The nationwide shortage of ammunition has left many police departments scrambling to get their hands on the necessary rounds - with some even bartering among each other.
Meanwhile, Rep. Timothy Huelskamp (R-Kansas) says the Department of Homeland Security (DHS) has failed to respond to multiple members of Congress asking why DHS bought more than 1.6 billion rounds in the past year.
Police Chief Cameron Arthur of Jenks, Oklahoma says, "Ammunition and assault weapons in general have skyrocketed...In addition to the fact, not only is it a lot more expensive, but the time to get it could be six months to a year, or in some cases even longer."
Arthur says he is waiting on an order placed last October and that many departments have begun to trade and barter with each other because of the high demand.
"Most police departments are having a very difficult time even getting the necessary ammunition for handguns, shotguns and especially rifles," Arthur said.
"With the delay in ammunition, some departments are limiting the number of rounds they carry in their handgun because of the shortage of ammunition. We get to the point where it is difficult to have enough ammo to train and also equip the officers."
Chief Pryor of Rollingwood, Texas says of the shortage:
"We started making phone calls and realized there is a waiting list up to a year. We have to limit the amount of times we go and train because we want to keep an adequate stock."
"Nobody can get us ammunition at this point," says Sgt. Jason LaCross of the Bozeman, Montana police department.
LaCross says that manufacturers are so far behind that they won't even give him a quote for an order.
"We have no estimated time on when it will even be available," LaCross says.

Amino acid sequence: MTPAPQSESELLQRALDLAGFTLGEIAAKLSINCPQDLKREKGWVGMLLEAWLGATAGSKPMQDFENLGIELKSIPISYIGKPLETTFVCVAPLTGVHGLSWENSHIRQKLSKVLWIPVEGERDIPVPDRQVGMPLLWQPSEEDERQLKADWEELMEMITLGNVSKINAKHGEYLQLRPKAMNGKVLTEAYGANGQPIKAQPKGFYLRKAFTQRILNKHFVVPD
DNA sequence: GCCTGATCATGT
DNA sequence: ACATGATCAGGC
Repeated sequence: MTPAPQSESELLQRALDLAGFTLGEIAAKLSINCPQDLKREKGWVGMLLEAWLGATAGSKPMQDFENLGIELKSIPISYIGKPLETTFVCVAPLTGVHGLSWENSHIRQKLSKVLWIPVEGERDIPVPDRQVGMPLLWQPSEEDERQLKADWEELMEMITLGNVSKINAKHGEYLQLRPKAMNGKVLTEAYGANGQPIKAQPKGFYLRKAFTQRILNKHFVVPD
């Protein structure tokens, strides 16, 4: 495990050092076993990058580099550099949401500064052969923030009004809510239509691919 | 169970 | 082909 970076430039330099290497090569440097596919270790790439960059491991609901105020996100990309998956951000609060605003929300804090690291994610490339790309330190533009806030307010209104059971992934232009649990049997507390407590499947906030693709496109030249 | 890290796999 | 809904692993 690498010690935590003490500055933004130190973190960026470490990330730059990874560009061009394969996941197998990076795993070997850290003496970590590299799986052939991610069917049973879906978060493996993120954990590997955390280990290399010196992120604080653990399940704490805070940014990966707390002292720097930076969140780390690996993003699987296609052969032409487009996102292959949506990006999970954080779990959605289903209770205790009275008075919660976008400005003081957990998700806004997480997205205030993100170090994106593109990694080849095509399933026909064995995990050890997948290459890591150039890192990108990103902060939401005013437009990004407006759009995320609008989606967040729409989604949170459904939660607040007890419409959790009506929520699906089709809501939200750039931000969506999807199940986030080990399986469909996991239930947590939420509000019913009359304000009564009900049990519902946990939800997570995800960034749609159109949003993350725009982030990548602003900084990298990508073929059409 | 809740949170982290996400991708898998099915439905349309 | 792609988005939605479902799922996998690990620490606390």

He worries that when ammunition is finally available the high price will squeeze the department's budget.
"The other options are to reduce the amount of training and things like that," he said.
The Hamilton County Sheriff's Department has also cut down on firearm training due to the high cost and low supply of ammunition.
"The concern over firearms availability and ammunition availability and potentials of gun control certainly has impacted the availability of ammunition purchased locally," Sgt. Jody Mays says.
He says the department has cut a third of their normal in service firearm training:
"It's forced us...to use ammunition more economically."
Police Chief John Mabry in Marinette, Wisconsin says, "Ammo is expensive and lot tougher to get. People don't have it in stock and it's back-ordered."
His colleague, Menominee Chief, Brett Botbyl agrees: "We're looking at a four to nine-month wait."
Some departments have even applied for grants to pay for the high-priced ammunition.
"The Florence Police Department is looking for some help filling its clips," reports Cincinnati.com
Chief Tom Szurlinski says the grant would go a long way given the price and limited supply of ammunition.